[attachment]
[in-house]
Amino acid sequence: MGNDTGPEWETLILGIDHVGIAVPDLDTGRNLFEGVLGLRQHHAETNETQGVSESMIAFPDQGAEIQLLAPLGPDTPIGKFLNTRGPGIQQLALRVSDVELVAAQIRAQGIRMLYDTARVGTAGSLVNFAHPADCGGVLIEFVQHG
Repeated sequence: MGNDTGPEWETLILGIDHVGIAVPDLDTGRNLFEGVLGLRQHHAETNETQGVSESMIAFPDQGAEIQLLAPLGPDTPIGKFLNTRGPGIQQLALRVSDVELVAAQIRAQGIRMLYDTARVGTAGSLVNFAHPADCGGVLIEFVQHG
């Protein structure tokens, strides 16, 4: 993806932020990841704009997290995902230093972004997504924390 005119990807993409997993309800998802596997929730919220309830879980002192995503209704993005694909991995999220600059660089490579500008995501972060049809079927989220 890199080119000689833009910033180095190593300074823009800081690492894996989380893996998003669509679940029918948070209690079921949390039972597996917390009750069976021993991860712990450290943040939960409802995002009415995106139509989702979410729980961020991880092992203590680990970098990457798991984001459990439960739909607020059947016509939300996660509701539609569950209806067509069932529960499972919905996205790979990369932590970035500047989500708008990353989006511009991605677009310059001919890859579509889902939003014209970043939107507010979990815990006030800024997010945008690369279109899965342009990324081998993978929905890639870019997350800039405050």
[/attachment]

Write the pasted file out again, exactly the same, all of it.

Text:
[in-house]
Amino acid sequence: MGNDTGPEWETLILGIDHVGIAVPDLDTGRNLFEGVLGLRQHHAETNETQGVSESMIAFPDQGAEIQLLAPLGPDTPIGKFLNTRGPGIQQLALRVSDVELVAAQIRAQGIRMLYDTARVGTAGSLVNFAHPADCGGVLIEFVQHG
Repeated sequence: MGNDTGPEWETLILGIDHVGIAVPDLDTGRNLFEGVLGLRQHHAETNETQGVSESMIAFPDQGAEIQLLAPLGPDTPIGKFLNTRGPGIQQLALRVSDVELVAAQIRAQGIRMLYDTARVGTAGSLVNFAHPADCGGVLIEFVQHG
């Protein structure tokens, strides 16, 4: 993806932020990841704009997290995902230093972004997504924390 005119990807993409997993309800998802596997929730919220309830879980002192995503209704993005694909991995999220600059660089490579500008995501972060049809079927989220 890199080119000689833009910033180095190593300074823009800081690492894996989380893996998003669509679940029918948070209690079921949390039972597996917390009750069976021993991860712990450290943040939960409802995002009415995106139509989702979410729980961020991880092992203590680990970098990457798991984001459990439960739909607020059947016509939300996660509701539609569950209806067509069932529960499972919905996205790979990369932590970035500047989500708008990353989006511009991605677009310059001919890859579509889902939003014209970043939107507010979990815990006030800024997010945008690369279109899965342009990324081998993978929905890639870019997350800039405050």